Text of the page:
Thursday, December 1, 2011

Thursday, 12/1/2011


When You Come In
1.      Sign in, please!
2.     Grab an iBook.
3.     Thoughtfully fill out the rubric for the Autobiographical Poem, and turn it in (per the directions at the bottom of the rubric).
4.     Close your ibook, and get your TITLES pink worksheet off the back circle table.

 Writing Lesson Review—Making Titles that are Better than this One. (five minutes)
·       Look at the titles you thought were weak?  What are they?  Why are they weak?
·       Look at the titles you thought were strong?  What are they?  Why are strong?
·       How do we APPLY this lesson?  We create a strong title for every piece of writing we do, in this class, in another class, and in your college classes.

Writing Lesson Review (five mintes)
1.      What's important to remember about using and editing dialogue?
2.     What’s important to remember about paragraphing?
3.     What’s important to remember about diction?

·       Why did we just review those four things?
·       Because we’re about to write a story (fictional)—and to write a strong story, you will need to be able to think about and show mastery of these four skills.  This is called a “performance assessment”. 

Writing Assignment (Thirty Minutes) 
·       Begin a Story with a Given First Line--Where Were You Last Night?
·       Page 20
·       Models
o   Ben TeBockhorst
o   Ethan Black

·       I’ll be reading your Best and Worst of the Week writing experiments.
·       I’ll be available to answer any of your questions about your WWYLN—but come back to the table for help, rather than hollering at me from across the room.  
·       Form small reading groups for tomorrow.
·       E-mail teachers for places to read tomorrow.

1.      You guys did a great job being focused and productive during workshop time today!  Well-done!
2.     Give your WWYLN a working title.
3.     Check your MLA format for correctness.  Check it against a neighbor, if you need to.
4.     Type yourself a note at the BOTTOM of this draft, telling yourself what you want to work on tomorrow (or Monday) when we work on this again.
5.     Keep it in your own google docs—do not share it.
6.     Log off google docs, and put your iBook away, please.

Portfolio (last few minutes of class)
·       Discuss Portfolio Ideas (Excel)

·       Musical Memory Journal (p. 44)

Howdy, AP English!

1.      Do not sign in.  Shelby H, please take attendance.
2.     E-mail me with grade questions.  I’ll reply within 24 hours.
3.     Put your eight vocab cards in a stack, and make sure your name is on the top card.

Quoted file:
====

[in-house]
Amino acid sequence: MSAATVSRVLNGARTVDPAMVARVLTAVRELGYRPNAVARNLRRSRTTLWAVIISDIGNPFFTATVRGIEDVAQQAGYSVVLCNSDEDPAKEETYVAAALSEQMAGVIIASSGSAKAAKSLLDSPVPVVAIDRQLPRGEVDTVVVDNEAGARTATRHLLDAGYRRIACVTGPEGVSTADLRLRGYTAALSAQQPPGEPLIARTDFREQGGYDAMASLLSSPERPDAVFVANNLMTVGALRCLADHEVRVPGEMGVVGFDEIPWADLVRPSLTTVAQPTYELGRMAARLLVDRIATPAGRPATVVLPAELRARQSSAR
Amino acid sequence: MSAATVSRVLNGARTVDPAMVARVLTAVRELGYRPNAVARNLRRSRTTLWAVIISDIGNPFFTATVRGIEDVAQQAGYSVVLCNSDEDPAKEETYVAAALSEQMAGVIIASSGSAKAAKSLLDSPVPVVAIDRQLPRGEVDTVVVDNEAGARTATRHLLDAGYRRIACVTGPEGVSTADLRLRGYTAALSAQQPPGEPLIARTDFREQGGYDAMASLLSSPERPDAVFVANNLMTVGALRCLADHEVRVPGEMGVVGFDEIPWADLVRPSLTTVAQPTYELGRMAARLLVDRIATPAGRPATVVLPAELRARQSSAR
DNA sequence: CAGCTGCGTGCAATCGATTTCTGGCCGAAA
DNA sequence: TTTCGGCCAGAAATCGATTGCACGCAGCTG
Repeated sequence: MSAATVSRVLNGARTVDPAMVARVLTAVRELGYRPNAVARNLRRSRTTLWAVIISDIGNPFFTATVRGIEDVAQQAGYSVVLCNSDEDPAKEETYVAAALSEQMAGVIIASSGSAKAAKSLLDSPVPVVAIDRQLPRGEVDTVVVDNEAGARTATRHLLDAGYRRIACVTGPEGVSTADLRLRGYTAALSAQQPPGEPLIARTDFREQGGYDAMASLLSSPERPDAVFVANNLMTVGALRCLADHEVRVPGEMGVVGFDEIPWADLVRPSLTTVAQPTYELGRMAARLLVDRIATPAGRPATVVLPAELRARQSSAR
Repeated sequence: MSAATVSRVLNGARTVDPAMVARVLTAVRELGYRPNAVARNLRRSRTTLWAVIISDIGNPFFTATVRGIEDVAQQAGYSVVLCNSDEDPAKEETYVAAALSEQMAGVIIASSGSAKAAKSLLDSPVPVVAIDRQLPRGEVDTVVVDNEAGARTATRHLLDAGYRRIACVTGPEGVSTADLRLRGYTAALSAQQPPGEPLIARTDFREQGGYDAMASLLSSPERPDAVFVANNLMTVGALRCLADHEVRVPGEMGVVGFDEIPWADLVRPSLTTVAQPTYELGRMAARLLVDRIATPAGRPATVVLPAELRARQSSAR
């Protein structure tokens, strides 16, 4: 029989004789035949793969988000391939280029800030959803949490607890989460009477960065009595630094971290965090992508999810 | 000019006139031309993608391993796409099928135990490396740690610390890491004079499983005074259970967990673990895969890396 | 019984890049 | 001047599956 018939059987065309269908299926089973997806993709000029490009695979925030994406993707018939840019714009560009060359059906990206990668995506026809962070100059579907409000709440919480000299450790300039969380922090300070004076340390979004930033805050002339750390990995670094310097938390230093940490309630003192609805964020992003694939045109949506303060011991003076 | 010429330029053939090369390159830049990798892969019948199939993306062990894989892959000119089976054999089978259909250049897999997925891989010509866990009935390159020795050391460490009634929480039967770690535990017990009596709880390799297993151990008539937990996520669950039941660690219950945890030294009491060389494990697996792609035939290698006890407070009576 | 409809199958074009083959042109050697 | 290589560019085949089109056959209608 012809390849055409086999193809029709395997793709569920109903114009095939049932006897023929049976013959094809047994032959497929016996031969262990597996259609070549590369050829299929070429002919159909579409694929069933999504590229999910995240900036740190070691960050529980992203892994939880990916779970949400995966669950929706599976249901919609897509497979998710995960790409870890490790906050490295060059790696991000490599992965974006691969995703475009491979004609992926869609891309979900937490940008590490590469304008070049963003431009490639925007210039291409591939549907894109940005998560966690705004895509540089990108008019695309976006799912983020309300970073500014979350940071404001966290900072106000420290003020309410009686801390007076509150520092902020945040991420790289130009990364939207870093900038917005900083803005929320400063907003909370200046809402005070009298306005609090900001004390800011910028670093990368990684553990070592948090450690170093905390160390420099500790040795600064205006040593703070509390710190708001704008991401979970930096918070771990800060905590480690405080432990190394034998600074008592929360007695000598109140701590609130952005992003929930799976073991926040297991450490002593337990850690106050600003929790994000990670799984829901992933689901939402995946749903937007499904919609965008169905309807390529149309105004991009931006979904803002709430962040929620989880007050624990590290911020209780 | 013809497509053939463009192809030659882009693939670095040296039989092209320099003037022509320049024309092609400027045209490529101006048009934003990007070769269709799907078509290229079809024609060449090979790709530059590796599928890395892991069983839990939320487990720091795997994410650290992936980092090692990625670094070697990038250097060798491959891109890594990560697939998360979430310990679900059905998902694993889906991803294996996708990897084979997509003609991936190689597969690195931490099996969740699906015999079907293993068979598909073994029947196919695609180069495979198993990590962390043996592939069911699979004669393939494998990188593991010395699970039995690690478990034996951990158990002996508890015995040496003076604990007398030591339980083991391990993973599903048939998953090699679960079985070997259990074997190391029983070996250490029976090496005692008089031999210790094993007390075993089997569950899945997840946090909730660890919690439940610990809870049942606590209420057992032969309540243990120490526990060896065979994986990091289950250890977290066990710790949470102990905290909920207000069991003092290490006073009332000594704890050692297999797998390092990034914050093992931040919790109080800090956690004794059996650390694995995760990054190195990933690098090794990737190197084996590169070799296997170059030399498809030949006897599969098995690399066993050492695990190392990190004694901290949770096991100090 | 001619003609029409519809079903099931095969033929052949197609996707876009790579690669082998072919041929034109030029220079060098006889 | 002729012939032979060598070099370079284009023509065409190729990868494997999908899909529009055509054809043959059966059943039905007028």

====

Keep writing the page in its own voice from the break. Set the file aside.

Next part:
4.     Kitty-Corner them on my desk, please.

General Reminders
1.      What I want to see/What you want to SHOW
a.     Intense intellectual effort
b.     Keen focus on the task at hand
c.     Risk-taking
d.     Great attitude
2.     Discussion Reminders
a.     Record-keeper—Shelby H. for the first three days
b.     Do not repeat something that’s already been said.
c.     Support your answer with detail, if needed.
d.     Listen attentively to each person who shares.

Frankenstein Discussions
1.      Review your annotations for pages 9-24.  What questions do you have?  What connections are you making?
2.     Pair-share your thoughts (two minutes).
3.     Whole class discussion, starting with José—what are your questions? 
4.     Frankenstein Motifs—I’ll give you an orange handout.  With your pair-share partner, scour pages 9-24 for ANY idea you feel might be a MOTIF (if it’s mentioned more than once, and it “feels” like it’s weighted, important.  Yesterday, someone mentioned EDUCATION as a possibility. 
5.     Whole class discussion—what motifs do you see thus far?

Professor Foster—Literary Lesson
1.      “It’s More Than Just Rain or Snow”
2.     What have we read this term where rain figured prominently in the piece?
3.     What does rain usually mean?  Snow?  Fog?  Mist
4.     How much weather have you notice in pages 9-24 of Frankenstein?
5.     Read Foster’s chapter, and make at least fifteen annotations. (daily points today for annotations)
6.     When you finish, update your Vocab War sheets, and get out your green Frankenstein vocabulary sheet, please.
·       Note:  We will discuss Professor Foster today, so keep your chapter at your desk  for now.

·       Update your Vocab War sheets now—but no meeting today.

·       None (unless you need to update your Vocab War)

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